Is chasing your passion a good idea?
Do you have a skill or a hobby that you are so damned good at that people say: “You’re so good at this, you should open a business!”
Chances are it has happened at some point and it’s led by that awkwardness as you scramble for a response to a question you had never even considered.
But why is this the highest level of praise you can achieve for doing something that you are passionate about? You did a good job, so therefore you should be monetizing it? How does that make any logical sense? When something unique is created, people are often surprised.
Hold on, why are people surprised when we put pride in our work??
Maybe that should be more of an indicator of how low our standards have become in this mass-produced, overcooked world. Shouldn’t we just be celebrating people for the growth they have personally achieved, not urging them to make a career move they have no skill-set in?
It’s one thing to bake a good cake or play a musical instrument, and an entirely different thing to operate a bakery or or manage a band. Developing the skills to create something like a cupcake or cover a classic rock tune is relatively simple compared to developing a business from a start-up phase to profitability.
Running a business isn’t about doing the one thing you are really good at, there are an incredible number of moving parts hidden in the back ground. So while you wanted to bring your amazing cupcake to the world, you will find yourself doing less of that and more of dealing with accounts payables.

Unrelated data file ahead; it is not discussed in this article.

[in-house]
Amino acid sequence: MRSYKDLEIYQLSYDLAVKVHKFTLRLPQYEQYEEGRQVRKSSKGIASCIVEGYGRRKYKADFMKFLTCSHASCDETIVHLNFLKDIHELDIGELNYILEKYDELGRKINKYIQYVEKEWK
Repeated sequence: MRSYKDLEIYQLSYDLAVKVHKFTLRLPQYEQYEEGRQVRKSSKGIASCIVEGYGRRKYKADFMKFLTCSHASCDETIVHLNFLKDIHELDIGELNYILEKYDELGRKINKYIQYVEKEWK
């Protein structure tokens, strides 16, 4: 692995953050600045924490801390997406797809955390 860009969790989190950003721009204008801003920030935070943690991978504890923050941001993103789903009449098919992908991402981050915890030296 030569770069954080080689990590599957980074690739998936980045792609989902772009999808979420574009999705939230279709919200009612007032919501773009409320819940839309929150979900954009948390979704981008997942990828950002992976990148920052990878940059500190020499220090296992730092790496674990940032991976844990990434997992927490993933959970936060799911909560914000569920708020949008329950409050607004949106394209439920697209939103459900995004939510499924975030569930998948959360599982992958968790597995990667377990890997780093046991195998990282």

That passion project loses its lustre when you discover this little business needs to be profitable. It begins to lose it excitement when you are doing it day after day and that friend who once urged you to take action is now complaining how you are too expensive and refuses to support you.
Eventually skill you were good at becomes a chain around your neck that gets heavier as the bills pile up and you begin to wonder if this was a good idea. Unfortunately, when you start up a business, you are committed, at least for the duration of your lease agreement.. and the debt accrued in opening.
Snap back to reality, your friend is still smiling, awaiting your response. What do you say? Do you smile the “compliment” off, or let that seed of entrepreneurship into your mind?
There’s no right answer and no right course of action. Do as you please of course, but before you jump into committing resources to a project, look at things logically instead of emotionally chasing your dream. You may like my LEAP of Faith method for helping with this (Read here!)
Regardless of your choices or decisions, taking a passion from a hobby to a job can very quickly suck the joy out of the experience if you don’t have the right expectations or system in place.
And never stop having fun with it.
Thanks for reading! To learn more about how an eclectic entrepreneur builds financial freedom, sign up for my free newsletter: www.jaonhillman.com
I’d love to connect with like-minded seekers, so please leave a comment!